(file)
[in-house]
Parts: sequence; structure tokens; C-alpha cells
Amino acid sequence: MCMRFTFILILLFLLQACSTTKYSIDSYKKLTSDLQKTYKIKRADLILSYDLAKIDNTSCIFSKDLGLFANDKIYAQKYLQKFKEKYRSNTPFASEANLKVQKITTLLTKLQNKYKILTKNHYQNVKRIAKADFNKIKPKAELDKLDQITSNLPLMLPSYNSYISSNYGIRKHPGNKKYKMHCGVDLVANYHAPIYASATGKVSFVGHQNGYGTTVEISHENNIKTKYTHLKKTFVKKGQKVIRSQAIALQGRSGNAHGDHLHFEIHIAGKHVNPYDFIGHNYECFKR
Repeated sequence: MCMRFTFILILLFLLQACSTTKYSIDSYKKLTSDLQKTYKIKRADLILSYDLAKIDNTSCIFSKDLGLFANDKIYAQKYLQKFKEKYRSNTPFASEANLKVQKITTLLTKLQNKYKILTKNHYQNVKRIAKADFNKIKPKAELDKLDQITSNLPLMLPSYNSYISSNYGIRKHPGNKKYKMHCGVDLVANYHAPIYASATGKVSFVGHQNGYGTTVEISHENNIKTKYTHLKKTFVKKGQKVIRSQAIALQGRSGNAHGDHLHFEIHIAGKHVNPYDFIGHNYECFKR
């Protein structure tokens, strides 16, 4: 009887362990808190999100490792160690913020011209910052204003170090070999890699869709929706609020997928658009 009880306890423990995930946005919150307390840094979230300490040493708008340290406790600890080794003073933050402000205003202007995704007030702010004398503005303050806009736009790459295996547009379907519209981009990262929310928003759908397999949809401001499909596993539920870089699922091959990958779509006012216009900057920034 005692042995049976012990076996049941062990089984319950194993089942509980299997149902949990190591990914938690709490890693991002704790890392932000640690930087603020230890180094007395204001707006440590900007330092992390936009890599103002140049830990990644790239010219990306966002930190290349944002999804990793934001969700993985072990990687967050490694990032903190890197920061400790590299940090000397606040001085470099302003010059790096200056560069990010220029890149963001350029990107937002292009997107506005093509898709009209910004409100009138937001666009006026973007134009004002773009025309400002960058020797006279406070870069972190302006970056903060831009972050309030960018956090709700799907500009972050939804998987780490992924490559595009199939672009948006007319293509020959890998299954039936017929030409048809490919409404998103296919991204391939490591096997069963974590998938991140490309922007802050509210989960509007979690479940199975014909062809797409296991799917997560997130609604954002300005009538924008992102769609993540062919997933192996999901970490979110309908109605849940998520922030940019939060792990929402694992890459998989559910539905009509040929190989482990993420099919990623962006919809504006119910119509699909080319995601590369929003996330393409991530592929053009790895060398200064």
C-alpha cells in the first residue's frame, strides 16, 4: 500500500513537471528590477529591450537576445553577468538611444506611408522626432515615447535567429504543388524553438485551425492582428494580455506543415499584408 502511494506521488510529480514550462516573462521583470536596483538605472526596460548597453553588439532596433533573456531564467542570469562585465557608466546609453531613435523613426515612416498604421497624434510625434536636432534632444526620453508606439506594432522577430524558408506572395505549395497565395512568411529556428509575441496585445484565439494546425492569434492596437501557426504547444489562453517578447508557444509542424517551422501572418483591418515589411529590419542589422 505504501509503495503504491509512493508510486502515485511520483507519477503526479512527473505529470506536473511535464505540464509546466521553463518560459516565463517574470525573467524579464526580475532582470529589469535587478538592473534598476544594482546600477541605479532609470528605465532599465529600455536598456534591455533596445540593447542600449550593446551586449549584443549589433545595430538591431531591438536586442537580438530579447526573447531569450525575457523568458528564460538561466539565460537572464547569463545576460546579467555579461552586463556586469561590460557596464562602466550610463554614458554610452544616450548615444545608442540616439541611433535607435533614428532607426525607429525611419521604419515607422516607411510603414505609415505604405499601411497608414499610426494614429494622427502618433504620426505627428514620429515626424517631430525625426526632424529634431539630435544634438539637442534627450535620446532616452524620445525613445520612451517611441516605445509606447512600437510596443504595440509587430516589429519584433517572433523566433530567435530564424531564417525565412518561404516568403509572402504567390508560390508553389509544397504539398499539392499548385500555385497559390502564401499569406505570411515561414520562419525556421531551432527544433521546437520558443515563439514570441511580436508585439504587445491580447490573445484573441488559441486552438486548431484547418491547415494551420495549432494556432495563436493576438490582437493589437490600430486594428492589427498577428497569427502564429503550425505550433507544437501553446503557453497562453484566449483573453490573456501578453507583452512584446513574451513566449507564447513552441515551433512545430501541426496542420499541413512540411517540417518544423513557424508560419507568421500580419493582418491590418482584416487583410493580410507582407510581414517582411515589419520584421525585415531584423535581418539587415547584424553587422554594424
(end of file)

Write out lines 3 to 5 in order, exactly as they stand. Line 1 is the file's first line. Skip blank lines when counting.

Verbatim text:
Amino acid sequence: MCMRFTFILILLFLLQACSTTKYSIDSYKKLTSDLQKTYKIKRADLILSYDLAKIDNTSCIFSKDLGLFANDKIYAQKYLQKFKEKYRSNTPFASEANLKVQKITTLLTKLQNKYKILTKNHYQNVKRIAKADFNKIKPKAELDKLDQITSNLPLMLPSYNSYISSNYGIRKHPGNKKYKMHCGVDLVANYHAPIYASATGKVSFVGHQNGYGTTVEISHENNIKTKYTHLKKTFVKKGQKVIRSQAIALQGRSGNAHGDHLHFEIHIAGKHVNPYDFIGHNYECFKR
Repeated sequence: MCMRFTFILILLFLLQACSTTKYSIDSYKKLTSDLQKTYKIKRADLILSYDLAKIDNTSCIFSKDLGLFANDKIYAQKYLQKFKEKYRSNTPFASEANLKVQKITTLLTKLQNKYKILTKNHYQNVKRIAKADFNKIKPKAELDKLDQITSNLPLMLPSYNSYISSNYGIRKHPGNKKYKMHCGVDLVANYHAPIYASATGKVSFVGHQNGYGTTVEISHENNIKTKYTHLKKTFVKKGQKVIRSQAIALQGRSGNAHGDHLHFEIHIAGKHVNPYDFIGHNYECFKR
């Protein structure tokens, strides 16, 4: 009887362990808190999100490792160690913020011209910052204003170090070999890699869709929706609020997928658009 009880306890423990995930946005919150307390840094979230300490040493708008340290406790600890080794003073933050402000205003202007995704007030702010004398503005303050806009736009790459295996547009379907519209981009990262929310928003759908397999949809401001499909596993539920870089699922091959990958779509006012216009900057920034 005692042995049976012990076996049941062990089984319950194993089942509980299997149902949990190591990914938690709490890693991002704790890392932000640690930087603020230890180094007395204001707006440590900007330092992390936009890599103002140049830990990644790239010219990306966002930190290349944002999804990793934001969700993985072990990687967050490694990032903190890197920061400790590299940090000397606040001085470099302003010059790096200056560069990010220029890149963001350029990107937002292009997107506005093509898709009209910004409100009138937001666009006026973007134009004002773009025309400002960058020797006279406070870069972190302006970056903060831009972050309030960018956090709700799907500009972050939804998987780490992924490559595009199939672009948006007319293509020959890998299954039936017929030409048809490919409404998103296919991204391939490591096997069963974590998938991140490309922007802050509210989960509007979690479940199975014909062809797409296991799917997560997130609604954002300005009538924008992102769609993540062919997933192996999901970490979110309908109605849940998520922030940019939060792990929402694992890459998989559910539905009509040929190989482990993420099919990623962006919809504006119910119509699909080319995601590369929003996330393409991530592929053009790895060398200064």